Thursday, 29 July 2010

Shed Your Tears and Walk Away (Jez Lewis, UK, 2009)

In the documentary Shed Your Tears and Walk Away, Jez Lewis takes us by the hand and leads us through the streets and parks of Hebden Bridge… all in an attempt to discover why his friends are dying. At the beginning of the film he states his purpose: ‘I left my hometown of Hebden Bridge twenty years ago… but I’m coming back for yet another childhood friend’s funeral… this valley is paradise for some people, but purgatory for others… dozens of my old friends have died young… it’s as if the town’s lost its survival instinct’. The deaths are all due to drug and drink dependency, Lewis’s friends have all become junkies and alcoholics. During the film there are three more deaths. Overdoses, suicides, drink and drug related accidents… it is this that is taking his friends away… and their kids. As the graffiti has it on entry to the town… ‘Welcome to Hebden Bridge… the place for alcoholic children’. But why?

The film focuses predominately upon two former junkies, now die-hard alcoholics, Cass and Silly. Both are in their early forties, they spend their time in Hebden Park, drinking special brew and hanging out with a cast of younger binge drinkers and smack heads. Shed Your Tears operates through Lewis initiating conversations with his subjects from behind the camera. And the camera unflinchingly captures the lives and thoughts of Cass and Silly by focusing upon their faces. And it is the state of the faces that captures our attention: faces with enlarged capillaries, puffy faces, blotchy skin, red cheeks, bloodshot eyes. Shot on video, there is a rawness to these faces, marked as they are by alcohol, drugs, poor food… old before their time. This is a film of faces, of faces looking away from the camera, and faces crying…

Gilles Deleuze, in his taxonomy of cinema, describes this kind of film as an affection-image. Rather than concentrate upon a character’s actions, affection-image films are organised through close-ups of faces which express intensive forces: internal emotions. Close-ups express power and quality. Powers mark the way in which the face changes and negotiates a series of states (anger, confusion, resignation, etc) and qualities are faces immobile (caught in thought and so essentially unreadable). When organised in definite states, these powers and qualities are icons: they define moments of consciousness. In Shed Your Tears, however, it is as if we are watching while powers and qualities dissolve... the effects of drink and drugs, the affects of drink and drugs...

‘Ordinarily’, writes Deleuze ‘three roles of the face are recognisable: it is individuating (it distinguishes or characterises each person); it is socialising (it manifests a social role); it is relational or communicating (it ensures not only communication between two people, but also, in a single person, the internal agreement between his character and his role). Now, the face, which effectively presents these aspects in the cinema as elsewhere, loses all three in the case of the close-up’ (C1:99). In other words, the affection-image doesn’t simply present individuated subjects, but rather, intensities in-and-of-themselves, expressed through faces… the ‘face and its effacement’ (C1:100). In Shed Your Tears the faces are numb with drink and drugs, eyes hooded... What we discover is not only the person, but the entity of a disease.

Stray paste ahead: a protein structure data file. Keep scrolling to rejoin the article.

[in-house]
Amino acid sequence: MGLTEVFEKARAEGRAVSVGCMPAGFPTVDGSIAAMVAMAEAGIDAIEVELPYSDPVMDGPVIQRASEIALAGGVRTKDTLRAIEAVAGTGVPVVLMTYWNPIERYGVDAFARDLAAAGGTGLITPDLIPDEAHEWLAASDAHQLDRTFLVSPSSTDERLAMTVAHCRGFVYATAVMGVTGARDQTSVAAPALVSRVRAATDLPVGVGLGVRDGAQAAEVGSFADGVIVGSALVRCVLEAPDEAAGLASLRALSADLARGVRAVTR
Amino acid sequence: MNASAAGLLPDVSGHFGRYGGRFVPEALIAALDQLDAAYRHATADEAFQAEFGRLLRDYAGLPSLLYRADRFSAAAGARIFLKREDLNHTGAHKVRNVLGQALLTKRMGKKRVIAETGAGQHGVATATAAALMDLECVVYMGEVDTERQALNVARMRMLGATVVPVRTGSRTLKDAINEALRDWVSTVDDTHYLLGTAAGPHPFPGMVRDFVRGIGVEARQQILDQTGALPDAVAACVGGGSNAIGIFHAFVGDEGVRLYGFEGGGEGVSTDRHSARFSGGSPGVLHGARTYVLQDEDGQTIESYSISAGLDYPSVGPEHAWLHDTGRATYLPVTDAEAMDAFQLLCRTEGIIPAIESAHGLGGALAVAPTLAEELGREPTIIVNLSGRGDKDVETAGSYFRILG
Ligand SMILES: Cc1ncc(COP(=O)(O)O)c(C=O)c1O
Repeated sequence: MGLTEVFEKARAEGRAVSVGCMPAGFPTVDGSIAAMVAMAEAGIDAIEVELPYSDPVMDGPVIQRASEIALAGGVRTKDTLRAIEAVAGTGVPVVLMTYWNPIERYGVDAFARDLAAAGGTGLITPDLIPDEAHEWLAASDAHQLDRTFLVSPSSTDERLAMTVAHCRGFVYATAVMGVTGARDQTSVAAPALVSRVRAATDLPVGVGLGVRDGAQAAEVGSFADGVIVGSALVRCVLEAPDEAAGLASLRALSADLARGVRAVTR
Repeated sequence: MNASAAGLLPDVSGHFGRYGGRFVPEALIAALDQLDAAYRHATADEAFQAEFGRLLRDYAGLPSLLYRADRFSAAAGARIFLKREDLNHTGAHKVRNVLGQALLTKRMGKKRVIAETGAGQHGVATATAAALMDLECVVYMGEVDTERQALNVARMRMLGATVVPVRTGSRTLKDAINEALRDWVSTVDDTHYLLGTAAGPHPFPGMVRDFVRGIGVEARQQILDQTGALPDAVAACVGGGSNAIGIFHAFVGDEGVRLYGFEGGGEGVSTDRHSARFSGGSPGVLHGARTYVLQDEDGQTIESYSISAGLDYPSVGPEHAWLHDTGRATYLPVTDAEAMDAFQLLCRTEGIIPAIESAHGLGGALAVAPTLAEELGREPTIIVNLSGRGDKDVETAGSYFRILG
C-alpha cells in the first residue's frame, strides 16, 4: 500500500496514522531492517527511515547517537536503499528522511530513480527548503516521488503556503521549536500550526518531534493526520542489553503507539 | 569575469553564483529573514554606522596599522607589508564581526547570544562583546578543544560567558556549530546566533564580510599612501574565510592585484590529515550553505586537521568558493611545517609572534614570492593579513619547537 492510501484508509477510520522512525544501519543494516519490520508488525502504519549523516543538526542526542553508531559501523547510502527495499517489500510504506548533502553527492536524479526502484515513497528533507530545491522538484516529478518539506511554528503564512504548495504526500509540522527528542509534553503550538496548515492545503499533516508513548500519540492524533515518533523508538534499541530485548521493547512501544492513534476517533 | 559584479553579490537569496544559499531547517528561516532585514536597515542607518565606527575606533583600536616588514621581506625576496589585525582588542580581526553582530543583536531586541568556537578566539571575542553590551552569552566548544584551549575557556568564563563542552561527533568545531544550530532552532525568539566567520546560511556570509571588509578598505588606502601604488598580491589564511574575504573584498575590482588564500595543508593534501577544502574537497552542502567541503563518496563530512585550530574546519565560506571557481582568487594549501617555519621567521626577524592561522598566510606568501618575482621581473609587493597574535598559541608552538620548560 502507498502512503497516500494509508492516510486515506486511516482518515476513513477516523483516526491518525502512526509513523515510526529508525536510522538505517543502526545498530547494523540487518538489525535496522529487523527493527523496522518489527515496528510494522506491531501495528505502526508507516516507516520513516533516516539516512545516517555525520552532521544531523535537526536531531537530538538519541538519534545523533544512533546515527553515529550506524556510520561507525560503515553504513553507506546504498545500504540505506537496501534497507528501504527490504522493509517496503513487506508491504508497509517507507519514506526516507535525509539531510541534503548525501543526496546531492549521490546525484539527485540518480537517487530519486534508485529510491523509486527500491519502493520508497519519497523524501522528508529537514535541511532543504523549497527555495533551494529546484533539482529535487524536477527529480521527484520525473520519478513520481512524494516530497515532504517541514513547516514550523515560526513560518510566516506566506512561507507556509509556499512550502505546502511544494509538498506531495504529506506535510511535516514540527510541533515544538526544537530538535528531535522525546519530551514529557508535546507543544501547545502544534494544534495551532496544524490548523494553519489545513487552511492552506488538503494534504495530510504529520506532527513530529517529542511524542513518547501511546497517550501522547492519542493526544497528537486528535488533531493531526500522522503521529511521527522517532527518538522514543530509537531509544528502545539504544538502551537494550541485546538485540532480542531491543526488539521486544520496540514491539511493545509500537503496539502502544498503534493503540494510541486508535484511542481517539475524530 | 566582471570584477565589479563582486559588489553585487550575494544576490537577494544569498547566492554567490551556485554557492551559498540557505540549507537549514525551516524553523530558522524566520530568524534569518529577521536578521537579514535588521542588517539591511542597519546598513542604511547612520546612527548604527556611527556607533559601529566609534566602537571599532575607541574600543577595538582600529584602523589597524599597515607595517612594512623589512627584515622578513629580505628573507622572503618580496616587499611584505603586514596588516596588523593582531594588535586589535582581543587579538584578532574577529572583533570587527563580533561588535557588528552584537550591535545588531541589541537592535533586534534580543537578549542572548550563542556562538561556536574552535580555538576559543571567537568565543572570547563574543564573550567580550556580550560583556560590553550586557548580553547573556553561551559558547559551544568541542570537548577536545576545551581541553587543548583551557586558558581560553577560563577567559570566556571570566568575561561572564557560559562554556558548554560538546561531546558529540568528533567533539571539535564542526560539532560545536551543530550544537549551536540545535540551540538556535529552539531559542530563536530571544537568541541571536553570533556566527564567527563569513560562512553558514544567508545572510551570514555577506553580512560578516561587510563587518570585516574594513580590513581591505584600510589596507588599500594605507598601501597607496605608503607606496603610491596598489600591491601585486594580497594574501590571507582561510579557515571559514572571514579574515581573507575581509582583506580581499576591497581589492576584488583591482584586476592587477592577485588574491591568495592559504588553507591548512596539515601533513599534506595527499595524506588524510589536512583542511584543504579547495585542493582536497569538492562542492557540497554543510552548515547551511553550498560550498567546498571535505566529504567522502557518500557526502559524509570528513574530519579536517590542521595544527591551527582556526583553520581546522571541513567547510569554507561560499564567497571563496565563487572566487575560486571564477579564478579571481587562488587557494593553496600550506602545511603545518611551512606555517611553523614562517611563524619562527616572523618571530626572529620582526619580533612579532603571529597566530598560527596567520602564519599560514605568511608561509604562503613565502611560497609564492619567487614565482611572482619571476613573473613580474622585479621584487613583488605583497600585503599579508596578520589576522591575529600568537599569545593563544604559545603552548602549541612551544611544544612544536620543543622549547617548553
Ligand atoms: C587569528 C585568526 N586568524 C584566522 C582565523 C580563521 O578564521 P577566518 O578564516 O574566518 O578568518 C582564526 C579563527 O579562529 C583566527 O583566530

Finally, it is by looking at the film through the affection-image that we encounter the central paradox of the film. Cass and Silly are alcoholics. Both are dying of liver disease, which will take them if they cannot change their lives. Alcoholism is a chronic disease, a nexus of social, genetic and psychological factors. And Lewis explores each in the film. Hebden as a 60s drug haven. Hebden as a place where the locals are being squeezed out by bourgeois newcomers. Hebden as a place where there is no work and nothing to do. Hebden simply as a place where people drink and take drugs. Then: the way in which parents drink, and so do their kids, and their kid's kids... And to forget: Cass his bullying stepfather, Silly his experiences as a soldier in the French Foreign Legion. It is this nexus of determining and retroactive causes which means they feel they have no choice.

This is crucial, affection-image films explore choice. For Deleuze, ‘there are choices that can only be made on condition that one persuades oneself that one has no choice’ (C1:114). This is the state of both Cass and Silly. However, this is a ruse, rather ‘there is a choice of choice or non-choice’ (C1:114). Thus ‘the alternative is not between terms but between modes of existence of the one who chooses’ (C1:114). In other words, we choose not to choose in having a choice. And we can choose to choose in having a choice.

While Cass and Silly believe they have no choice, strangely enough, it is with Lewis where we encounter choosing choice. The most startling aspect of this documentary is that the director comes out from behind the camera and enters the frame. It is in this sense ultimately overtly interventionist. He breaks the unwritten commandment of the documentary. He becomes involved. He helps Cass into rehabilitation in Hebden… and when that does not work takes him to London. He engages with Silly on the path he is taking. The title of the film Shed Your Tears and Walk Away comes from a line Silly delivers about the suicide of his brother. The title becomes exactly what Lewis cannot do. So, in the end, the original purpose of the documentary is abandoned. There may be answers to the ‘why’ (genetic, social, psychological). But none are definitive. The documentary thus gains another, far more powerful purpose. To intervene…

No comments:

Post a Comment